started out of as a commitment to family to
Climb Kilimanjaro quickly turned into a passion for high peaks and adventure
travel around the world. Nomadic Adventures was born out of the desire to offer
these amazing experiences with others around the world.
Since then, Nomadic Adventures has
grown and now includes an array of unusual destinations from
South America to
Rwanda. We have spent time with the mountain gorilla of Rwanda, trekked to
North Face of Everest, visiting the ancient ruins of
Machu Picchu, engaged in cultural dances with the Nepalese and witnessed the
migration of the wildebeest from
to Kenya. Our
journeys continue so that we may gain first hand experience or our areas.
Nomadic Adventures are active members
of SATSA (The Southern Africa Tourism Services Association). SATSA’s aim is to
set the highest possible standards for tourism by supplying a measure of
accreditation that each member needs to comply with in order to bear the SATSA
logo. The logo is a symbol of credibility, stability and integrity that
ultimately provides both tourists and the trade with peace of mind when it comes
to dealing with tourist related businesses.
We do not reject
anyone who wants to climb in pairs or small groups and will do our best to
accommodate your specific needs. We don't only work on
fixed departure dates. We also tailor make your adventure tour or trek to meet
your needs and requirements, be it additional days in the country to acclimatise,
venture off on a journey of discovery amongst the people or simply to sit back,
relax and absorb a whole new world.
Sustainable Tourism Policy
As one of the many companies in the industry, we constantly strive to minimise
our impact on the environment. Every tour has an impact on the environment, be
it one traveler or a group. Being concerned for the environment means that we
have put a number of policies, starting in the office
In the office, we use minimal
lighting to save on electricity, use only the power sources that we need and
at night, turn off all electronic equipment, including computers and
We constantly strive to reduce
paper wastage and make use of double sided print. We do not print endless
brochures for distribution and rely on online brochures and e-newsletters to
clients and agents.
In collaboration with other
partners in the industry, we run an annual clean-up on Kilimanjaro and every
6 months bring off an average of 500kg of rubbish from the mountain.
On tour, we make use of gas
cookers to eliminate the burning of wood
Rubbish is deposited in the
relevant bins unless it is a high altitude climb in which case, all rubbish
is carried out and accounted for on the return
We ask that all travelers hand
their rubbish to the cook if camping, place it in the bins available or
carry it off the mountain with them.
We stick, were possible, to
designated paths and ask that traveler do not cut across trails. This helps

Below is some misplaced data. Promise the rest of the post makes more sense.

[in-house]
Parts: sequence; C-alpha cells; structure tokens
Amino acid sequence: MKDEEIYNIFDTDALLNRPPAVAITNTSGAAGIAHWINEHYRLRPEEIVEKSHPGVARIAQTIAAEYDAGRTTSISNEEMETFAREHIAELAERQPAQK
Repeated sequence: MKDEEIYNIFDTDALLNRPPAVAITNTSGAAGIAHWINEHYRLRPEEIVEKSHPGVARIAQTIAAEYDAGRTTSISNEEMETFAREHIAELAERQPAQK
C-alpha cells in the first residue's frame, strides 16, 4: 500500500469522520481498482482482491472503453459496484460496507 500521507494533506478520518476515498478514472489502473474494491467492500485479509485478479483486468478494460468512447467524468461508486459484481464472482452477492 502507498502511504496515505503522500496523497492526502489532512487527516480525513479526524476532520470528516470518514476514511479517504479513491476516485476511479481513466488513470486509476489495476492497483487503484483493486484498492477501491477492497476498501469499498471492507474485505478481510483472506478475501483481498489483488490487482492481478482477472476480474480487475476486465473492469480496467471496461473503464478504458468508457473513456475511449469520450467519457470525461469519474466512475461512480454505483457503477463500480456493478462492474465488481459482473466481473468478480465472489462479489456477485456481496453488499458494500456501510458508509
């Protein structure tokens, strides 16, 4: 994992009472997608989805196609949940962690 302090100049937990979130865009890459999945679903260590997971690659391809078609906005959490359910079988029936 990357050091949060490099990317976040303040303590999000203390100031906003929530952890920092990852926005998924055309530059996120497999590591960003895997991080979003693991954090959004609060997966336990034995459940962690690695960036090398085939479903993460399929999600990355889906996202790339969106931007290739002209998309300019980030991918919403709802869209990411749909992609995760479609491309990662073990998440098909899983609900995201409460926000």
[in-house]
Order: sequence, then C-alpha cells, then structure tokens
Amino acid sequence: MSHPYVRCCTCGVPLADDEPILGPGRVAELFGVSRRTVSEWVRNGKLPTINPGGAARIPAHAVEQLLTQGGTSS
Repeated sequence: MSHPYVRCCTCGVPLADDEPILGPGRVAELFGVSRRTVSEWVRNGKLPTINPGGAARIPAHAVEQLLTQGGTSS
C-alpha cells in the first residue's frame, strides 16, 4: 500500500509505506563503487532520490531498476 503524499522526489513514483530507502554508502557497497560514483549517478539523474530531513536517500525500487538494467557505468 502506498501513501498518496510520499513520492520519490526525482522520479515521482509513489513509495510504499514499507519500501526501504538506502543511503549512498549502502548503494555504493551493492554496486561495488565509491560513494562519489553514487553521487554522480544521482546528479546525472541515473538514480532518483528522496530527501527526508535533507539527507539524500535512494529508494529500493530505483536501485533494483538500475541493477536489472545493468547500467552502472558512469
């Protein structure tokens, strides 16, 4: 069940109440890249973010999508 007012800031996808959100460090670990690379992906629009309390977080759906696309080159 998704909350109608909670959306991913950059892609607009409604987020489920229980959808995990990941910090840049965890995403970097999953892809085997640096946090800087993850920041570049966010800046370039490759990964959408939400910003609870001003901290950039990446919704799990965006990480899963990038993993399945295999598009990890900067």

to ensure that new wash ways and areas of erosion are not created.
We ask that travelers do not
remove plant life or disturb animals along the routes.
We request that all staff and
travelers make use of toilet facilities where they are available and not to
use the bush.
We ask that you respect the
local culture at all times and to remember that the destination was not
designed to make you comfortable, but to make it sown people comfortable.
Please avoid criticising people for their cultural outlook and way of life.
Please do not wander into
people’s homes, respect their privacy as you would except them to respect
We ask that you dress
conservatively and to respect the local customs of the people. Tight, skimpy
clothing is offensive to a lot of cultures and women should avoid wearing
shorts, short skirts or singlets, especially not in places of worship such
as temples and monasteries.
We ask that you do not give in
to begging children and people on the streets by handing out tokens, sweets,
chocolates etc as we believe that this only perpetuates the tradition. We
encourage you to rather engage in play with the children along the route.
Public displays of affection
should be voided at all times as some cultures find this offensive.
Do not take photo’s of local
people without first asking their permission. Some cultures believe that in
taking their photo you are capturing their soul in perpetuity within your
camera. In temples and monasteries, please check with the guide if you can
take photographs first.
We work with country
based operators who have proven their success in their field. They in turn
employ local guides who know the local conditions, customs and culture and most
importantly, the mountains. Who better to escort your around the country than
the very people who live there.
We work with local operators in the
industry who meet the following criteria:-
Are registered and accredited
Ensure on going guide training
Are members of Porters Progress,
Porters Protection Groups or Porters Protection Nepal
Give back to community projects
in their area so that a portion of your funds go into helping local
Employ guides who are registered
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